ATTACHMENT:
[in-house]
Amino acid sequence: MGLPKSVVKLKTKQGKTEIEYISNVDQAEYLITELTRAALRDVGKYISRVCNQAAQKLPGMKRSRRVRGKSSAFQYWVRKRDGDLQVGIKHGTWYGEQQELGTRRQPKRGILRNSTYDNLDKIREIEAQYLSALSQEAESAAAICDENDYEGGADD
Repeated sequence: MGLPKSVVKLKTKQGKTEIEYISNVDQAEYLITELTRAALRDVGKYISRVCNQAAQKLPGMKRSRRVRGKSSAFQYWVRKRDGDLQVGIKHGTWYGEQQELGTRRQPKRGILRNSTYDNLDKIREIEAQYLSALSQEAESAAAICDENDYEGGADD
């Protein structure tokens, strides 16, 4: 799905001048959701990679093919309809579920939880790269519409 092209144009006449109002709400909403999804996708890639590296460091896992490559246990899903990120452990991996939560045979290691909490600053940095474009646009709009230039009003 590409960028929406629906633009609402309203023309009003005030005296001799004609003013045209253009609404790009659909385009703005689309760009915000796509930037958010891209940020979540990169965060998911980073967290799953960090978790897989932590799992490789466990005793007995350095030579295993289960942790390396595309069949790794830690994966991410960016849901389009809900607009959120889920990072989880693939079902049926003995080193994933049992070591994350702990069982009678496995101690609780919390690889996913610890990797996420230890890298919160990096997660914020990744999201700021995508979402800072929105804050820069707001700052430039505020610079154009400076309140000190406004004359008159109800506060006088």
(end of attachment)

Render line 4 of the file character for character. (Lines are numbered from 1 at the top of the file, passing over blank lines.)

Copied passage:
């Protein structure tokens, strides 16, 4: 799905001048959701990679093919309809579920939880790269519409 092209144009006449109002709400909403999804996708890639590296460091896992490559246990899903990120452990991996939560045979290691909490600053940095474009646009709009230039009003 590409960028929406629906633009609402309203023309009003005030005296001799004609003013045209253009609404790009659909385009703005689309760009915000796509930037958010891209940020979540990169965060998911980073967290799953960090978790897989932590799992490789466990005793007995350095030579295993289960942790390396595309069949790794830690994966991410960016849901389009809900607009959120889920990072989880693939079902049926003995080193994933049992070591994350702990069982009678496995101690609780919390690889996913610890990797996420230890890298919160990096997660914020990744999201700021995508979402800072929105804050820069707001700052430039505020610079154009400076309140000190406004004359008159109800506060006088």